Black Bull. Edinburgh. 17 July.

‘They're kinda like EMF meets The Dukes Of Hazzmd.‘ reckons one particularly colourful report. 'They've had major label A & R interest.’ said mysterious sources close to the band. ‘This is a song from our forthcoming album.‘ intones Neil. the hands lead singer. EMF? Major label A & R interest? Forthcoming album? ‘Gallus are very good at self promotion.’ says The List.

Despite having a name that would seem to point to west coast origins. Gallus are an Edinburgh band that have created a name for themselves in a remarkably short space of time. The buzz has been lively. most of it coming front the band itself. Now that‘s not a bad thing. Every local band has to struggle to make themselves stand out. and ifthey don't do it then no one else will. The danger. as always. is that the music won't match the hype.

Gallus certainly have their moments. Between the five of them. they manage to work their way through two acoustic guitars. one electric guitar. drums. digeridoo. a mandolin and an electric violin; a hotch-potch of instruments which produce some cracking footstompers with a Cajun-cum-bluegrass flavour. The sawing violin gives everything a honky tonk feel and there's the occasional swinging bassline which points in the vague direction of the EMF tag. lfyour hillbilly country cousins liked rock. this is what they would sound like good- time moonshine music. songs that make your mouth involuntarily scream ‘Yeehaaa!’ and rhythms that cause even your teeth to start jigging.

But there are one or two problems which they will have to iron out before the alleged major label interest develops into anything that even vaguely resembles a deal. The lead singer's relentless patter. for instance. Every song is followed by an equally long rambling monologue which kills any build-up of atmosphere. Whether this is to disguise technical difficulties or to pad out the set is a moot point. His singing is ominously monotone as well. Still. when they hit the spot. Gallus are genuinely. well. gallus; they just need to hit the spot more often. (Jonathan Trew)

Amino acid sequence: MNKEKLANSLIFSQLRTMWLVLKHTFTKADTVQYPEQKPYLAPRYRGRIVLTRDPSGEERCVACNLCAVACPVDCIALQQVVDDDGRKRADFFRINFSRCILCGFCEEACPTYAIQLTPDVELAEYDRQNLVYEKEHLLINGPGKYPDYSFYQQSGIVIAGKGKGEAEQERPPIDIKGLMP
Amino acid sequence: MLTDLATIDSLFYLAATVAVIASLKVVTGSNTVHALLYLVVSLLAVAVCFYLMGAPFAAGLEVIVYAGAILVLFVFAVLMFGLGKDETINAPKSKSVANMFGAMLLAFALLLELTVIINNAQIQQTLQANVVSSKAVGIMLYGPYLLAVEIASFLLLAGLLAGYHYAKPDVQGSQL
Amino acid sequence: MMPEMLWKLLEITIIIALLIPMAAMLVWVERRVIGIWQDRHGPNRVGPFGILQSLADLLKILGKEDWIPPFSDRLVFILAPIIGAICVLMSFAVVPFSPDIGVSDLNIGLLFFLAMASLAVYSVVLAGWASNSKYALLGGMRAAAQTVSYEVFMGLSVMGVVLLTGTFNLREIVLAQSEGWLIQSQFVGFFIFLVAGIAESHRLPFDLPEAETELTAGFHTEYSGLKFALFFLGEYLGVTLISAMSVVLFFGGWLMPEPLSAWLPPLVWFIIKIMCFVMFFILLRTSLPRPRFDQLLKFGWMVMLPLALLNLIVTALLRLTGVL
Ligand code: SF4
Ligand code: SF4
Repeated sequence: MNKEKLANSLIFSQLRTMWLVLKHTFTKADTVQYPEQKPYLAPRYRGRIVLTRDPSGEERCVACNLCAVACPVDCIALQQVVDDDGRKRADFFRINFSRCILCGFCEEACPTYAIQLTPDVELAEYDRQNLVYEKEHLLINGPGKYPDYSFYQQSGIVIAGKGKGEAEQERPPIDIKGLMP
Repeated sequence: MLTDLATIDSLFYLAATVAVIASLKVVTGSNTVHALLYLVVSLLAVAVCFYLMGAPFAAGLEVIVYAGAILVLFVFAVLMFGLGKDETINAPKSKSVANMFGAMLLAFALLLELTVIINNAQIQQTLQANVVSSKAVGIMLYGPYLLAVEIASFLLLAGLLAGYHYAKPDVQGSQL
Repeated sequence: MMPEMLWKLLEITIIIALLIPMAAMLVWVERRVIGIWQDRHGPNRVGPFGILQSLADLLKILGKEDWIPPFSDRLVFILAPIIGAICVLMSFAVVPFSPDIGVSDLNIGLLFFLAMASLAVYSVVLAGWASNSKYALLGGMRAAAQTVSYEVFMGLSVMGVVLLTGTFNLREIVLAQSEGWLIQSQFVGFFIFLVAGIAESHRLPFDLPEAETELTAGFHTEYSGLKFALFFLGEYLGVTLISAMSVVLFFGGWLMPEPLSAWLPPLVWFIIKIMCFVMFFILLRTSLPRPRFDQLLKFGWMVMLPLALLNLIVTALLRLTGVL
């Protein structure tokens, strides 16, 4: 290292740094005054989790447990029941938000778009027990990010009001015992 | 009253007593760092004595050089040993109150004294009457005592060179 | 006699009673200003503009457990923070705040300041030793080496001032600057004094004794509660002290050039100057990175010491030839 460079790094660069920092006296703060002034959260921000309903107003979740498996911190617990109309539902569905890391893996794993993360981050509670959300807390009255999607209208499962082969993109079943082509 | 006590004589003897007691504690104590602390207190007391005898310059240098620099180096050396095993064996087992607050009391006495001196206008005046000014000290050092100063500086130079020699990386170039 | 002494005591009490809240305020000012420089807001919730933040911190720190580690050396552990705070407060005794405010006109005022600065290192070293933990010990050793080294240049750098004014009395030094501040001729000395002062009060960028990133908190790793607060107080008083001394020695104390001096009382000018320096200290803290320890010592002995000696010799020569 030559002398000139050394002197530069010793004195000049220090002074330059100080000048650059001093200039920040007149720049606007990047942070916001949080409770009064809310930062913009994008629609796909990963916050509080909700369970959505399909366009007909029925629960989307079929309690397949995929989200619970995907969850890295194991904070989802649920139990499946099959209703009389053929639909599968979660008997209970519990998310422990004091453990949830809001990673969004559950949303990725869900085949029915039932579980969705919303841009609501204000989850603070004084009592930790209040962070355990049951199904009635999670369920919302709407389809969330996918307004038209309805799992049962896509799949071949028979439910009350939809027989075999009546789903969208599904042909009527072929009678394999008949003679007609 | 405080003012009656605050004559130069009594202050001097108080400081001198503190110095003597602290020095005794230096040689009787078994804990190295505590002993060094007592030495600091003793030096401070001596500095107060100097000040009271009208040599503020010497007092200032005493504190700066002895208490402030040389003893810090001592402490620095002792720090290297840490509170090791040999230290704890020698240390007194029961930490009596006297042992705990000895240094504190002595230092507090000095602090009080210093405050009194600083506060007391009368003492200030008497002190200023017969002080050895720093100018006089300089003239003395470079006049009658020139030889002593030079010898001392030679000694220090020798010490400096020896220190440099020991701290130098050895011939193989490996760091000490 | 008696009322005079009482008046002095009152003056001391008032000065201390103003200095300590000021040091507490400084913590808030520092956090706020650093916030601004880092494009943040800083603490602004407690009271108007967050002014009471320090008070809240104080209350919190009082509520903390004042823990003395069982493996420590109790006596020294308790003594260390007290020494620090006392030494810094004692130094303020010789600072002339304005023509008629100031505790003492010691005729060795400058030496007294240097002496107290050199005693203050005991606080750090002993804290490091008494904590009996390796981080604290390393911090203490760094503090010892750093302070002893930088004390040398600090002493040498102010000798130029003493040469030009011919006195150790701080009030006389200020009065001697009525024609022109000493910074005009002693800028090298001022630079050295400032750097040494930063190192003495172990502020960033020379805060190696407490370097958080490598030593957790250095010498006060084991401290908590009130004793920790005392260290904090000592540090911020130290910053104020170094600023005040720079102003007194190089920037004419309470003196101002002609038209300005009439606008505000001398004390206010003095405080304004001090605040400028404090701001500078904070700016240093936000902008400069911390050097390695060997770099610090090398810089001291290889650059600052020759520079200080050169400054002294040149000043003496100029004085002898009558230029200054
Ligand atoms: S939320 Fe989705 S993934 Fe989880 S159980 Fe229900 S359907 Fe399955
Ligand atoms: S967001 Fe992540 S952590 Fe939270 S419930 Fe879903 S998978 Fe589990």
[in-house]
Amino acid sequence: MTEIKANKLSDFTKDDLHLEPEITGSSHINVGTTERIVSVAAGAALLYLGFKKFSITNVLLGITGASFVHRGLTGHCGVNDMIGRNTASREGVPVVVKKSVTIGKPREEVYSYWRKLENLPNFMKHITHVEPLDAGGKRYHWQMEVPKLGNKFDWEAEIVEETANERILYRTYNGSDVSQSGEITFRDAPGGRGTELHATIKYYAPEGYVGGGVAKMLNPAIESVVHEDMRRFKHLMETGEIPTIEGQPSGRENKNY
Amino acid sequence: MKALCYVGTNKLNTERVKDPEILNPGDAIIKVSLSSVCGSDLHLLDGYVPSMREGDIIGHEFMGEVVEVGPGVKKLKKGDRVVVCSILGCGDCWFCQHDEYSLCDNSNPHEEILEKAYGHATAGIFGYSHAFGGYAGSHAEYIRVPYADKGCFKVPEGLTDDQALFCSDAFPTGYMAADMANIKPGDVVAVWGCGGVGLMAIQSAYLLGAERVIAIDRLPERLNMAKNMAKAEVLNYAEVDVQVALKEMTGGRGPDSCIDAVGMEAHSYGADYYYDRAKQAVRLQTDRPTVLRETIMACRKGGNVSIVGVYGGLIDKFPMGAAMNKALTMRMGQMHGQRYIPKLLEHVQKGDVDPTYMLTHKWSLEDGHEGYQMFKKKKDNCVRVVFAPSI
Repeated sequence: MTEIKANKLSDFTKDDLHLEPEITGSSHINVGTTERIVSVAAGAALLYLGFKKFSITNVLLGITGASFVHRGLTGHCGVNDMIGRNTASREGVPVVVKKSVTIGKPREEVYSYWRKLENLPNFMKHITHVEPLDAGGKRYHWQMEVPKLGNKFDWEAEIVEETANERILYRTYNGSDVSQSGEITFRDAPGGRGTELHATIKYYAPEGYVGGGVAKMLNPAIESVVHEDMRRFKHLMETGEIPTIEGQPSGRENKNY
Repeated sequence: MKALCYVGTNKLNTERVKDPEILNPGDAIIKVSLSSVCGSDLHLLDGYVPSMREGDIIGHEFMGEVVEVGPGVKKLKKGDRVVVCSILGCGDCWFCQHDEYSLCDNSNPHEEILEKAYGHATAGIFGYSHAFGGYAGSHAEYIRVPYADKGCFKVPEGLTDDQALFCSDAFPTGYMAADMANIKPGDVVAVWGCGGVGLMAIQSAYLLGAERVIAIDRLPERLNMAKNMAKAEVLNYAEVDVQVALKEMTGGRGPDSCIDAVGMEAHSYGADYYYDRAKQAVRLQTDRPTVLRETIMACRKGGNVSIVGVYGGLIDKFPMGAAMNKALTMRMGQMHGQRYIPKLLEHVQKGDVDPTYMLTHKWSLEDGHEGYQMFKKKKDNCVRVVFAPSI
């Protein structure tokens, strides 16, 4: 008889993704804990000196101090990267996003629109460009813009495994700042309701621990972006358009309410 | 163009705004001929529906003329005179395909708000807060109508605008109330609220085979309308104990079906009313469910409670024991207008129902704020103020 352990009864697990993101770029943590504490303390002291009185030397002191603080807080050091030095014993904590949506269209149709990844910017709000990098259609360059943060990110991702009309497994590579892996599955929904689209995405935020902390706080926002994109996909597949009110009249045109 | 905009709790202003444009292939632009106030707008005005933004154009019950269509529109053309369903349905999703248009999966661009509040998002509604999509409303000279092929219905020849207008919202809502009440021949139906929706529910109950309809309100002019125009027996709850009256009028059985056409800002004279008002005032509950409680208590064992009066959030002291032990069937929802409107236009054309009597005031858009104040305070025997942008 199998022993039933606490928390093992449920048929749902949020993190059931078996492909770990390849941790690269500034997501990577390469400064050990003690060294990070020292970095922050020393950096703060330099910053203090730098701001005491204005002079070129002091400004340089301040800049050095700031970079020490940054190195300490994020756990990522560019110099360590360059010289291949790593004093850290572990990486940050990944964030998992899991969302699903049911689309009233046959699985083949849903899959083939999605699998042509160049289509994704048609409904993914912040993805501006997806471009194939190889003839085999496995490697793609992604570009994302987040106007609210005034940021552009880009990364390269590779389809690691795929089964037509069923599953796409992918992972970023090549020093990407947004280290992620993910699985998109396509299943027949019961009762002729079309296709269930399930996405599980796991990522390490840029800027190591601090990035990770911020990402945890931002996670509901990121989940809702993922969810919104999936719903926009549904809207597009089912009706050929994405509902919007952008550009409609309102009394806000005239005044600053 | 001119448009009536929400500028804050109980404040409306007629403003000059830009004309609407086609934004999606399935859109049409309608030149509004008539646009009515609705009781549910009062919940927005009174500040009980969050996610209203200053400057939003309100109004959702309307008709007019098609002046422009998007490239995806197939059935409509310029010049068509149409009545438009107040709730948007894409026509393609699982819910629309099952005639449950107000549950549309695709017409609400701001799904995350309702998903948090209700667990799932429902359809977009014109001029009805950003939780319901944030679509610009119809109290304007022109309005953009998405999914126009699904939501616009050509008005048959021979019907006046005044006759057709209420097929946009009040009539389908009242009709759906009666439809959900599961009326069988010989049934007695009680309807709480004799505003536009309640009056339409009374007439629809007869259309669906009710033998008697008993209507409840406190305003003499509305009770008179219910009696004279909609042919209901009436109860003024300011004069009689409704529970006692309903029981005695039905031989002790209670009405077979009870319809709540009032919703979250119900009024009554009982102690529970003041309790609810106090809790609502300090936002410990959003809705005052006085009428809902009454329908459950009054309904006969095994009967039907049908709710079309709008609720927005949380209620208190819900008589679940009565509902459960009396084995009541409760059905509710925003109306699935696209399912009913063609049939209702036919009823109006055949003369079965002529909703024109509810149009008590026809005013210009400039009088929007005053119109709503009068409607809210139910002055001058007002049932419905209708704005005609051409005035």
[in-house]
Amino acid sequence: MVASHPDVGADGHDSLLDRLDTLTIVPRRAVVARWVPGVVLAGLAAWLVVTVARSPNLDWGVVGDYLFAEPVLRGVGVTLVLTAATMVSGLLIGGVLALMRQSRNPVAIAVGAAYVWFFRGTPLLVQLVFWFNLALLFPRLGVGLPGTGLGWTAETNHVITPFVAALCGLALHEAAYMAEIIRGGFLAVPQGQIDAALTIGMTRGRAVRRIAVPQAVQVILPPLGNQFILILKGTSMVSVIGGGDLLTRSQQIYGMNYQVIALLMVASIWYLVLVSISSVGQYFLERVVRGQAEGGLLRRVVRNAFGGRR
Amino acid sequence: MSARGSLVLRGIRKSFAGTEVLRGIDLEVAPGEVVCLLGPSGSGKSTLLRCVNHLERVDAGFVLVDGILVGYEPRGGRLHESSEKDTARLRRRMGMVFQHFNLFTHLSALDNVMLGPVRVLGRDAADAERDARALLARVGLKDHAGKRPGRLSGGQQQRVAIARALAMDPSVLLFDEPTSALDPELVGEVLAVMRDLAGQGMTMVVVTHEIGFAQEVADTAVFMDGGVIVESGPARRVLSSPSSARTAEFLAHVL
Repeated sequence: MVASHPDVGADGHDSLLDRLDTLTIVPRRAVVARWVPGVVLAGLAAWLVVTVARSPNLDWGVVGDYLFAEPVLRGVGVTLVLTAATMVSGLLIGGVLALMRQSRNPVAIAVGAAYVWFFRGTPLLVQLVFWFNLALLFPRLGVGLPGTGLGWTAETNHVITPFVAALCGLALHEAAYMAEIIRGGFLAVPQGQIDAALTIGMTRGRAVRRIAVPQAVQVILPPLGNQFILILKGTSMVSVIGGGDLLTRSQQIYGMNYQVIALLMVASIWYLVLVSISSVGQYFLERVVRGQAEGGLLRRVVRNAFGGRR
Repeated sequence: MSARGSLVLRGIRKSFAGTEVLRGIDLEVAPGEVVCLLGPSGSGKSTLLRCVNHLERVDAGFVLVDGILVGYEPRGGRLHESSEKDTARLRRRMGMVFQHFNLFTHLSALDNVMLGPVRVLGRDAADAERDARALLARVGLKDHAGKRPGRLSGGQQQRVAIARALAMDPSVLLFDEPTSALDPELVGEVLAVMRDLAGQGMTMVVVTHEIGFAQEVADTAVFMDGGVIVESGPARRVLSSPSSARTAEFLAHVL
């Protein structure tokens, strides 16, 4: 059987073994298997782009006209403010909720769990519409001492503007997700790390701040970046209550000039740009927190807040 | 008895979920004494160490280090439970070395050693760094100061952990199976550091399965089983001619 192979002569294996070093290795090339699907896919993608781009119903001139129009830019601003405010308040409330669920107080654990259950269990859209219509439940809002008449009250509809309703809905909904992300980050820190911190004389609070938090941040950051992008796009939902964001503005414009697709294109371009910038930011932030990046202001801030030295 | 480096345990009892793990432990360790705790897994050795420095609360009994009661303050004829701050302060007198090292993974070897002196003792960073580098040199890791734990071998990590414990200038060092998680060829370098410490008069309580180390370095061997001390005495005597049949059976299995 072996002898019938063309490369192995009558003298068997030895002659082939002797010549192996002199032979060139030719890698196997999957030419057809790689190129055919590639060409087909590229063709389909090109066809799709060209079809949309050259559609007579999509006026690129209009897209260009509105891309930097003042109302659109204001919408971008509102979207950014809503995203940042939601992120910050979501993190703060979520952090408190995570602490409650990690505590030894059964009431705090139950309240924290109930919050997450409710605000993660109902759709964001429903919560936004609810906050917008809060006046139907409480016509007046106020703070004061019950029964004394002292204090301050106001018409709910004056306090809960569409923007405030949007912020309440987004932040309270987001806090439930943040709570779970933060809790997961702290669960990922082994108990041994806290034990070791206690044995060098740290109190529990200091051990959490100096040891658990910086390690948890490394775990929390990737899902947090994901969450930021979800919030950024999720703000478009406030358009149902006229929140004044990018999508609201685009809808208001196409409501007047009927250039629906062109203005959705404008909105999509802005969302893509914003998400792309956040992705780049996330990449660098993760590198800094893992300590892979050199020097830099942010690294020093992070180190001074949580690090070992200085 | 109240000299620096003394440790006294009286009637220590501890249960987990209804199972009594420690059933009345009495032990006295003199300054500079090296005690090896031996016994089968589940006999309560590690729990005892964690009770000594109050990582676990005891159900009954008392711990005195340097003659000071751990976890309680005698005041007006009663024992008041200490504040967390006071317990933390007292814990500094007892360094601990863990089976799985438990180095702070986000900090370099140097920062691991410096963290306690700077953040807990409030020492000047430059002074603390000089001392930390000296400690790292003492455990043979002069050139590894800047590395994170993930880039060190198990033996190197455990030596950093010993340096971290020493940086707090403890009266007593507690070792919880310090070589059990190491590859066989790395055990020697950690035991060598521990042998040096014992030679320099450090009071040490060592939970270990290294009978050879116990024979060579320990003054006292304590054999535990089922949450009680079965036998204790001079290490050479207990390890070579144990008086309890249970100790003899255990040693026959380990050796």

; Bar Miro, Glasgow, 20 July. Max and Jill’s Corduroy Hostess. Max

and Jill’s Corduroy bastard Hostess. Max and Jill’s Corduroy Hostess is, no, really, a comedy club, occasionally capable of inspiring levels of hilarity just a few notches shy of those experienced by a lame puppy left in the rush-hour traffic. Or maybe it was just a bad night. The Hostess, however, must be endured before Hardbody take to the floor.

When the group’s first demo arrived in early May, their name initially conjured up the image of some hardcore trio ranting away, led by a straining, probably bald, singing drummer, In fact, Hardbody are a four - occasionally live - piece whose main weapon lies with the secret back-alley trumpet of Mick Cooke. On that demo, ‘Colours’, a song in the same postal area as some Portishead, was the standout, ushered in by Cooke’s wandering horn and carried by a rippling, meanderingly ominous bass pattern. Tonight, Hardbody have been playing for around half a minute before you realise they’ve started. Merging seemlessly with the music which filled the bar beforehand is a bass-heavy, slightly Biiirkish thing, the brass meshing wonderfully across the tight drum figures punctuating Louise Duinn’s vocal.

Described in these very pages as ‘an

impressive mix of Portishead and PJ Harvey’, the first twenty minutes of the set largely - the odd reference to blood and deserts excepted - ditches Polly and throws some late Specials into the mixture. Things are generally sweet. From here, though, a shade too many blandly guitar-driven songs start to appear, and the dark sweaty night sounds dissolve into something a bit too close to Taggart background music for comfort.

For those first twenty minutes, however, Hardbody emerge as something potentially special, and, if they concentrate on some things here, dump some stuff there and continue to develop - it’ll be, like, nice. Could be I’m just a sucker for horns, though. (Damien Love)

THE BATHERS La Belle Angele, Edinburgh, 21 July.

There may be 50 ways to leave your lover, 51 if you count Daniel Day-Lewis bidding Isabelle Adlani au revolr by tax, but you can be certain that Chris Thomson has a song for every occasion. The Bathers’ thlrtysomethlng crooner and arch mlserabillst knows every shade of blue there ls, each tearful vignette a recollection of love lost or dlscarded. Sugartown know a thing or two about the blues, but theirs is the coffee table variety, polite and ultlmately unmovlng. Gwen Stewart has a fine voice and ls 'ably accompanied by Douglas McIntyre’s strumming, yet

they don’t ambush your affections in the manner of, say, Cowboy Junkies. Fine choice for the last number, though, a stab at the heart of The Velvet Underground’s ‘l’m Set Free’.